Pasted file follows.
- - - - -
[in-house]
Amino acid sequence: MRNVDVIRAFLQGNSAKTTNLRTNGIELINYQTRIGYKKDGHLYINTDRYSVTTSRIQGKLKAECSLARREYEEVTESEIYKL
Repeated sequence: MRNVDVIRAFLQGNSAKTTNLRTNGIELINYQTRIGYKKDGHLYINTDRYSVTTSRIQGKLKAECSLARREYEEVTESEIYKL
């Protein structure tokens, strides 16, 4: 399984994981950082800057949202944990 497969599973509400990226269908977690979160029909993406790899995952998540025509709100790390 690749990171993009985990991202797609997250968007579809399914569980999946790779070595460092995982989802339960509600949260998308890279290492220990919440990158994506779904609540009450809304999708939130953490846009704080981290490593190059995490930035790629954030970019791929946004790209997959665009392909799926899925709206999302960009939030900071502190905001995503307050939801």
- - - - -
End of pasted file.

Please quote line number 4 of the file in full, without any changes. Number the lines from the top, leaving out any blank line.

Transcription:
């Protein structure tokens, strides 16, 4: 399984994981950082800057949202944990 497969599973509400990226269908977690979160029909993406790899995952998540025509709100790390 690749990171993009985990991202797609997250968007579809399914569980999946790779070595460092995982989802339960509600949260998308890279290492220990919440990158994506779904609540009450809304999708939130953490846009704080981290490593190059995490930035790629954030970019791929946004790209997959665009392909799926899925709206999302960009939030900071502190905001995503307050939801």